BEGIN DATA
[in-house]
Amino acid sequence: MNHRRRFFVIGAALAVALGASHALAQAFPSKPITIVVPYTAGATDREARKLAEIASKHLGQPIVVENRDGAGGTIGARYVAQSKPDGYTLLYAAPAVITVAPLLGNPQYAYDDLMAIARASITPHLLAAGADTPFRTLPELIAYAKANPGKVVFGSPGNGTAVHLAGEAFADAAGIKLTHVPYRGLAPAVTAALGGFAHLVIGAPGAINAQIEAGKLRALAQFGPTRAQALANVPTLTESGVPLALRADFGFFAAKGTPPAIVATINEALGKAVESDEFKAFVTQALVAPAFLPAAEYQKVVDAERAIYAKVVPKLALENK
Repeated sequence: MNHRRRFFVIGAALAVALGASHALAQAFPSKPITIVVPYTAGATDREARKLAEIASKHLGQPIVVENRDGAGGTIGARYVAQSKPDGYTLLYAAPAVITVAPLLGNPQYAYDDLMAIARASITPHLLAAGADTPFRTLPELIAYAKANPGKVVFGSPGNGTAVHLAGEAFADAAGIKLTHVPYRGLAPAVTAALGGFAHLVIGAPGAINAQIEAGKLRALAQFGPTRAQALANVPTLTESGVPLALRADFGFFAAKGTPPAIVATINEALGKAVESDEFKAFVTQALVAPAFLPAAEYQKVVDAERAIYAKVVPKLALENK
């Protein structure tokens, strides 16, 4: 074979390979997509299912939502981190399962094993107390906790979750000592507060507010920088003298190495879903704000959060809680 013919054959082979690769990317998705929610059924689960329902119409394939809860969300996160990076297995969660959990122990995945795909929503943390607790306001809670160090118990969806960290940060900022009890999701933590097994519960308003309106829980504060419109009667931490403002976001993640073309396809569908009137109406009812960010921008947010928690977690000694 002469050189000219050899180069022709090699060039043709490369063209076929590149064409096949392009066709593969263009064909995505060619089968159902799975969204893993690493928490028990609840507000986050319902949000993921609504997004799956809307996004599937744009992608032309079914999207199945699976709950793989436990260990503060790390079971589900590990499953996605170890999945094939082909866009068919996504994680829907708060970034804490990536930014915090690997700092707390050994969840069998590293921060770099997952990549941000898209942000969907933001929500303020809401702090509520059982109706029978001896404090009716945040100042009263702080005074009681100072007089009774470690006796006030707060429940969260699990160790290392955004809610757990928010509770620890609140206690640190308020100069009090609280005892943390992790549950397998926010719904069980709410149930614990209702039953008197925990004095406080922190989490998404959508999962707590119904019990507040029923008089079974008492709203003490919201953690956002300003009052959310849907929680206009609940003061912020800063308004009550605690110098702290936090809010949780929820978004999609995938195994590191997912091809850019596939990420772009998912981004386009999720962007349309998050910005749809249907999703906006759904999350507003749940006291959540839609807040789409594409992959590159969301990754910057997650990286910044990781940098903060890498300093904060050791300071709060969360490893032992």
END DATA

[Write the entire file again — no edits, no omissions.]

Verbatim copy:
[in-house]
Amino acid sequence: MNHRRRFFVIGAALAVALGASHALAQAFPSKPITIVVPYTAGATDREARKLAEIASKHLGQPIVVENRDGAGGTIGARYVAQSKPDGYTLLYAAPAVITVAPLLGNPQYAYDDLMAIARASITPHLLAAGADTPFRTLPELIAYAKANPGKVVFGSPGNGTAVHLAGEAFADAAGIKLTHVPYRGLAPAVTAALGGFAHLVIGAPGAINAQIEAGKLRALAQFGPTRAQALANVPTLTESGVPLALRADFGFFAAKGTPPAIVATINEALGKAVESDEFKAFVTQALVAPAFLPAAEYQKVVDAERAIYAKVVPKLALENK
Repeated sequence: MNHRRRFFVIGAALAVALGASHALAQAFPSKPITIVVPYTAGATDREARKLAEIASKHLGQPIVVENRDGAGGTIGARYVAQSKPDGYTLLYAAPAVITVAPLLGNPQYAYDDLMAIARASITPHLLAAGADTPFRTLPELIAYAKANPGKVVFGSPGNGTAVHLAGEAFADAAGIKLTHVPYRGLAPAVTAALGGFAHLVIGAPGAINAQIEAGKLRALAQFGPTRAQALANVPTLTESGVPLALRADFGFFAAKGTPPAIVATINEALGKAVESDEFKAFVTQALVAPAFLPAAEYQKVVDAERAIYAKVVPKLALENK
């Protein structure tokens, strides 16, 4: 074979390979997509299912939502981190399962094993107390906790979750000592507060507010920088003298190495879903704000959060809680 013919054959082979690769990317998705929610059924689960329902119409394939809860969300996160990076297995969660959990122990995945795909929503943390607790306001809670160090118990969806960290940060900022009890999701933590097994519960308003309106829980504060419109009667931490403002976001993640073309396809569908009137109406009812960010921008947010928690977690000694 002469050189000219050899180069022709090699060039043709490369063209076929590149064409096949392009066709593969263009064909995505060619089968159902799975969204893993690493928490028990609840507000986050319902949000993921609504997004799956809307996004599937744009992608032309079914999207199945699976709950793989436990260990503060790390079971589900590990499953996605170890999945094939082909866009068919996504994680829907708060970034804490990536930014915090690997700092707390050994969840069998590293921060770099997952990549941000898209942000969907933001929500303020809401702090509520059982109706029978001896404090009716945040100042009263702080005074009681100072007089009774470690006796006030707060429940969260699990160790290392955004809610757990928010509770620890609140206690640190308020100069009090609280005892943390992790549950397998926010719904069980709410149930614990209702039953008197925990004095406080922190989490998404959508999962707590119904019990507040029923008089079974008492709203003490919201953690956002300003009052959310849907929680206009609940003061912020800063308004009550605690110098702290936090809010949780929820978004999609995938195994590191997912091809850019596939990420772009998912981004386009999720962007349309998050910005749809249907999703906006759904999350507003749940006291959540839609807040789409594409992959590159969301990754910057997650990286910044990781940098903060890498300093904060050791300071709060969360490893032992």